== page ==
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China Cables: When will the Muslim world speak up for persecuted Uighurs?

Beijing's campaign to erase Uighur Muslims has been met with tacit approval from Middle Eastern states

Dec 26th 2019 · 4 min read
China Cables: When will the Muslim world speak up for persecuted Uighurs?

The China Cables, a trove of more than 400 pages of leaked internal Chinese government documents, prove beyond all doubt that China is working to systematically erase and annihilate millions of ethnic Uighur Muslims - the largest industrial-scale persecution of a religious minority since the Holocaust.

The revelations have blown an elephant-sized hole in Beijing’s efforts to quell international condemnation with its stubborn denials and perverse propaganda.

'Stronger sense of happiness'

Until this moment, the international community has been divided into two camps over China’s criminalisation of Islam and detainment of hundreds of thousands of Uighurs in its network of Muslim concentration camps. Western democracies express outrage and Middle Eastern states tacitly approve Beijing’s “counterterrorism measures”, while even praising the Communist Party for its mythical “vocational and training camps”.

Beyond the economic realm, it's likely that authoritarian regimes in the Middle East will remain silent towards China's human rights violations against Uighur Muslims

In July, more than a dozen Muslim-majority countries - including Algeria, Bahrain, Egypt, Kuwait, Saudi Arabia, Oman, Pakistan, Qatar, Somalia, Sudan, Syria, Tajikistan, Turkmenistan and the United Arab Emirates - co-signed a letter to the United Nations that unconscionably applauded China for bringing a “stronger sense of happiness, fulfillment, and security” to Xinjiang. Qatar has since removed its signature, saying it wants to pursue a “neutral stance”.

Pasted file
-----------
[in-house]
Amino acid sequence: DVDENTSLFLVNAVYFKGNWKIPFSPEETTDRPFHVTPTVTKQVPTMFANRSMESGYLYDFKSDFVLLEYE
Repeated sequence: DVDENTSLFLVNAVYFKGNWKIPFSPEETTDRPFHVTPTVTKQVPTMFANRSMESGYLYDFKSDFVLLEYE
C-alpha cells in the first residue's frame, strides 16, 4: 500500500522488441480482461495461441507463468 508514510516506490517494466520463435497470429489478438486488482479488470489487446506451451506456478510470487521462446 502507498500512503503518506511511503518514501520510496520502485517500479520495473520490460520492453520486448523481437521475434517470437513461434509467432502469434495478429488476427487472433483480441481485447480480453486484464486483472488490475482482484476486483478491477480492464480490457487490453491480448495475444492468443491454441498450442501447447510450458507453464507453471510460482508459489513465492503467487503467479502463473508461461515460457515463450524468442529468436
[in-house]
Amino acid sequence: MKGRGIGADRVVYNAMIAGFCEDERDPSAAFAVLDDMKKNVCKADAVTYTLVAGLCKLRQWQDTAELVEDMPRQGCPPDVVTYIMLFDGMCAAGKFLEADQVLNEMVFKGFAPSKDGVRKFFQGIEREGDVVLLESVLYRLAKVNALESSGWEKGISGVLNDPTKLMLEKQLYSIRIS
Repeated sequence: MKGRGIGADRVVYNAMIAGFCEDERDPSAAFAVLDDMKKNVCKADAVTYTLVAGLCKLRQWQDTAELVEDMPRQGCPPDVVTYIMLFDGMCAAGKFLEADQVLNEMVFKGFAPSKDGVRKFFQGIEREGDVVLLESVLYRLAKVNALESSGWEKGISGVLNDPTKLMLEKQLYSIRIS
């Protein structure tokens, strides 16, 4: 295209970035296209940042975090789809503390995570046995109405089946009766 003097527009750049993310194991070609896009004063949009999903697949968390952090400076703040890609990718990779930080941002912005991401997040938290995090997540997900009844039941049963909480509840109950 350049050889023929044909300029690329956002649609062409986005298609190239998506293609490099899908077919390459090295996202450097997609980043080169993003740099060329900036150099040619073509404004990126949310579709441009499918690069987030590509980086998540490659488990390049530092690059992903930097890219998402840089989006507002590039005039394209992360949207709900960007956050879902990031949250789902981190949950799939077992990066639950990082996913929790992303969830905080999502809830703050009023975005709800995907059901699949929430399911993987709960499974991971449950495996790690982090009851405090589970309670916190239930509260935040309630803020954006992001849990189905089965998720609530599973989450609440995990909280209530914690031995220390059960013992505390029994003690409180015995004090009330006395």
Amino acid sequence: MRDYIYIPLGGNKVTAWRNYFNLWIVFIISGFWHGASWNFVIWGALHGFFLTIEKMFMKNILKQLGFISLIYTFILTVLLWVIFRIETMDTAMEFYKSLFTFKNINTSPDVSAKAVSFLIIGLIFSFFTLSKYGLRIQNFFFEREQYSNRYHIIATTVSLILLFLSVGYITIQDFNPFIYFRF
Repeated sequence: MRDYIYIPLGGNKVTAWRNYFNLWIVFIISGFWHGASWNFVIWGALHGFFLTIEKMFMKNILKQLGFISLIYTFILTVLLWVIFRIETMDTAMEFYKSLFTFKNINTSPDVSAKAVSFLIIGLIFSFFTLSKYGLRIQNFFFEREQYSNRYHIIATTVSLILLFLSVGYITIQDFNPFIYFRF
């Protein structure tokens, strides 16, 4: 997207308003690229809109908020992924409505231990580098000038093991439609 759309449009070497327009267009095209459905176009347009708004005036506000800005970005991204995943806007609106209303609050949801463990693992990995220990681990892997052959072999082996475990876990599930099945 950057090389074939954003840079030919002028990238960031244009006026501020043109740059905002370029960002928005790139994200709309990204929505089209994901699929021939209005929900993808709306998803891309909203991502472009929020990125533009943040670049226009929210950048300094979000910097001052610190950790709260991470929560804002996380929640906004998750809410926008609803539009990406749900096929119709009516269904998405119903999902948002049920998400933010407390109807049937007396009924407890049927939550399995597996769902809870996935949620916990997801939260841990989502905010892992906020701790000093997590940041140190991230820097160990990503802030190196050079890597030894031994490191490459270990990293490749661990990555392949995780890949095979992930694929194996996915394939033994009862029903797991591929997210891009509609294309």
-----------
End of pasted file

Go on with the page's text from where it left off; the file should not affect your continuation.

But now that the cloak of plausible deniability has been pulled back, revealing the full gamut of China’s crimes against humanity - including executions, torture, rape, forced indoctrination to atheism, forced family separations, forced marriages, forced adoptions, forced sterilisations, and even credible accusations of live organ-harvesting programmes - how will the Middle East respond?

How will leaders of Muslim-majority countries, particularly those who boastfully proclaim to be the guardians of Islam and protectors of the Ummah, respond to what is now smoking-gun evidence of Beijing’s efforts to wipe millions of Muslims and scores of mosques off the map in northwestern China?

Business as usual

If the Syrian government’s welcoming of Beijing’s invitation to join its trillion-dollar Belt and Road Initiative this week is any indication, then it will surely be a case of business as usual for relations between China and other Middle Eastern countries.

In attempting to secure Chinese investment in Syria’s reconstruction, Syrian President Bashar al-Assad has presented Beijing with a number of proposed infrastructure projects.